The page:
Latin America

Zika virus could trigger illegal abortions spike, experts fear

Lack of contraception and strict laws may force women to seek unsafe procedures

A baby born with microcephaly in Recife, Brazil.
A baby born with microcephaly in Recife, Brazil.Felipe Dana (AP)
María R. Sahuquillo
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El temor al zika amenaza con disparar el aborto clandestino en América

The global public health emergency declared by the World Health Organization (WHO) over the Zika virus and its relation to microcephaly has pushed some countries in Latin America to advise women against getting pregnant.

But in a region where sexual education programs are practically non-existent and around 24 million women do not have access to modern birth control methods, the WHO fears that the warnings may fall on deaf ears.

The Zika virus is rapidly spreading in a region where abortions are often illegal. Only six Latin American countries allow the procedure in the case of fetal deformities, and seven countries do not even permit terminations if the mother is in danger.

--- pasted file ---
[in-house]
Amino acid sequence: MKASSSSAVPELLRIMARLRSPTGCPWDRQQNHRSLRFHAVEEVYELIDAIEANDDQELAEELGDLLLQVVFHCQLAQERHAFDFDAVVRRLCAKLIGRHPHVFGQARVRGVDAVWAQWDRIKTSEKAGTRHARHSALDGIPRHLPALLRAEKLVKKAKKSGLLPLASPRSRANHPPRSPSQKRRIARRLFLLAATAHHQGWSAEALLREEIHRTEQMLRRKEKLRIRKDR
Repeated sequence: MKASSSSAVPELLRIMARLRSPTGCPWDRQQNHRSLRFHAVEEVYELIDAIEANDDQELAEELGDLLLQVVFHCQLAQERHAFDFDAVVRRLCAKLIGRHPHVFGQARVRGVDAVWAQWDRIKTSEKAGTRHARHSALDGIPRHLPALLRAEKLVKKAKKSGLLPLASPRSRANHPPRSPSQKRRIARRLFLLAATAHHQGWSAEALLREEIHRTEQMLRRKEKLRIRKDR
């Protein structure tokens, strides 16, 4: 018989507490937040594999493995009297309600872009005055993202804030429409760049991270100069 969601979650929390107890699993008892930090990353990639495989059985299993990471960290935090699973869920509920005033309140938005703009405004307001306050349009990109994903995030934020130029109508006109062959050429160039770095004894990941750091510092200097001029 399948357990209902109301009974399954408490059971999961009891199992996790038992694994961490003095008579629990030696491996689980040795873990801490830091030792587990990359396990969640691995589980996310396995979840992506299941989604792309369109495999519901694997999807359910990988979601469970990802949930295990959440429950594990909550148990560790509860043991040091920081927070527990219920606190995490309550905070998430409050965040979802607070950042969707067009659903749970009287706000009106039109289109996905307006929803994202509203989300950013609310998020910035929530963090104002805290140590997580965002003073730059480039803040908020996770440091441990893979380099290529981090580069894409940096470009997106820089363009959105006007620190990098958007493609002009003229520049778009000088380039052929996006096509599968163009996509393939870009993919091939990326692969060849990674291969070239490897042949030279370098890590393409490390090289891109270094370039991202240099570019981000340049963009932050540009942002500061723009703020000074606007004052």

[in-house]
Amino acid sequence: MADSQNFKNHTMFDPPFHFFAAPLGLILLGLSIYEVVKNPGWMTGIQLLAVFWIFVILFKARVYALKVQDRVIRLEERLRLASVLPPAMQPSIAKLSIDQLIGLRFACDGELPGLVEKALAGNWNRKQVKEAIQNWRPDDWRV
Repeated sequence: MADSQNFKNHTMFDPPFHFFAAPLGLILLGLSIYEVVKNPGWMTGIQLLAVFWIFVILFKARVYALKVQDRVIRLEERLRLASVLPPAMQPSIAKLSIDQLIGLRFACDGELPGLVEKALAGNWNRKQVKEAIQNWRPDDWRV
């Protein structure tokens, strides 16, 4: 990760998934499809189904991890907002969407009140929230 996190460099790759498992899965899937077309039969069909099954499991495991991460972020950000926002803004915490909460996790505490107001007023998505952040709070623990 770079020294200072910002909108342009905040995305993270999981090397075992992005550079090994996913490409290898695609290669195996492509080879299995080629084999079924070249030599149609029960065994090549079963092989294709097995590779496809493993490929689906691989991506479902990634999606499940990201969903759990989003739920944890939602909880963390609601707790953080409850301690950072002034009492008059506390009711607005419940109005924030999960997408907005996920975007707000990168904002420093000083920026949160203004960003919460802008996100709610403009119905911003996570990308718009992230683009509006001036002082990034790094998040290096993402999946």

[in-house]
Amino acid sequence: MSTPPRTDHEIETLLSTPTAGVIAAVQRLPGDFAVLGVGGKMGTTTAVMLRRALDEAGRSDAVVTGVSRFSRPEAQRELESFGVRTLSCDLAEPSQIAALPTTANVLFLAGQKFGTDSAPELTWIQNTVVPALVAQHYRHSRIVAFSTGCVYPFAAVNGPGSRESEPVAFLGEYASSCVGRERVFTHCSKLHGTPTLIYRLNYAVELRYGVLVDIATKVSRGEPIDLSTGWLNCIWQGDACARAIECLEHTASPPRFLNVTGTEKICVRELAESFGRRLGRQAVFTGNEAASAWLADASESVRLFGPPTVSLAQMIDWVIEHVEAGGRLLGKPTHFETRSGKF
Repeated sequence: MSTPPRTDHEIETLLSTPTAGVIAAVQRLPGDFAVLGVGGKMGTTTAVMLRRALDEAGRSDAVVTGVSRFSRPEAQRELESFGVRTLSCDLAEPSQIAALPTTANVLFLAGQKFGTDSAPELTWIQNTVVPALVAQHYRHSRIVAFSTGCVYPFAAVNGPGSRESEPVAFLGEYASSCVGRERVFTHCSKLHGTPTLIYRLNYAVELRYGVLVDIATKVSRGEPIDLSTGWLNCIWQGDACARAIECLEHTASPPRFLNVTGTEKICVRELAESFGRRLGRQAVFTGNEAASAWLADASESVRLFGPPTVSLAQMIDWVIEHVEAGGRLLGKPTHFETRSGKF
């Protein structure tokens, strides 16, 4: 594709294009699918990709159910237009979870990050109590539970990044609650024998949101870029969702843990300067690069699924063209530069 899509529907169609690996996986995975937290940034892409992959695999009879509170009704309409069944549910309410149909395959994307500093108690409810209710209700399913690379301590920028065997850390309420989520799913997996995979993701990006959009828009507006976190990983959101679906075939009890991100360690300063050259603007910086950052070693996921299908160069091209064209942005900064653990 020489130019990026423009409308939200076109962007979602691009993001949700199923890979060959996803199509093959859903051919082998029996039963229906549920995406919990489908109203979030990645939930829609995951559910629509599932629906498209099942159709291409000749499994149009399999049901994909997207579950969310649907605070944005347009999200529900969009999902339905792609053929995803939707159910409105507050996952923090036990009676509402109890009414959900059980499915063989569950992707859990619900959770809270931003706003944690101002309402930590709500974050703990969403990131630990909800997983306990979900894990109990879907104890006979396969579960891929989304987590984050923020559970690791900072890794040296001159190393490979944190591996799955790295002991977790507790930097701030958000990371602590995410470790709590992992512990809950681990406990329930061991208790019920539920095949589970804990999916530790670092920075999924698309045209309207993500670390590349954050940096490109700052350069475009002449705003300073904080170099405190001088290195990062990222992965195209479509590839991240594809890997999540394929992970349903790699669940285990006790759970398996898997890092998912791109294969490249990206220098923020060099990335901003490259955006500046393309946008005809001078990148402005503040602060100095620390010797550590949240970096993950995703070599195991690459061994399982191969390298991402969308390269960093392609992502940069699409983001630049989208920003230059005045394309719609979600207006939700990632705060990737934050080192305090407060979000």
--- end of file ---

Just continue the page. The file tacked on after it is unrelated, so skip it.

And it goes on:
Health experts also fear that doubts over the risks of Zika, together with the lack of options women have when deciding about their pregnancies could lead to a rise in the number of clandestine abortions.

The Zika virus is rapidly spreading in a region where abortions are in many places illegal

According to a study conducted by the Guttmacher Institute, which researches sexual issues, an estimated 56% of pregnancies in the region are not planned.

The figures were based on numbers from the UN Population Fund (UNPFA), which also found that 33% of Haitian women of fertile age and with a stable partner have trouble obtaining contraceptives, such as condoms and birth control pills. In Guatemala, the figure is 17% while in Argentina it is 15%.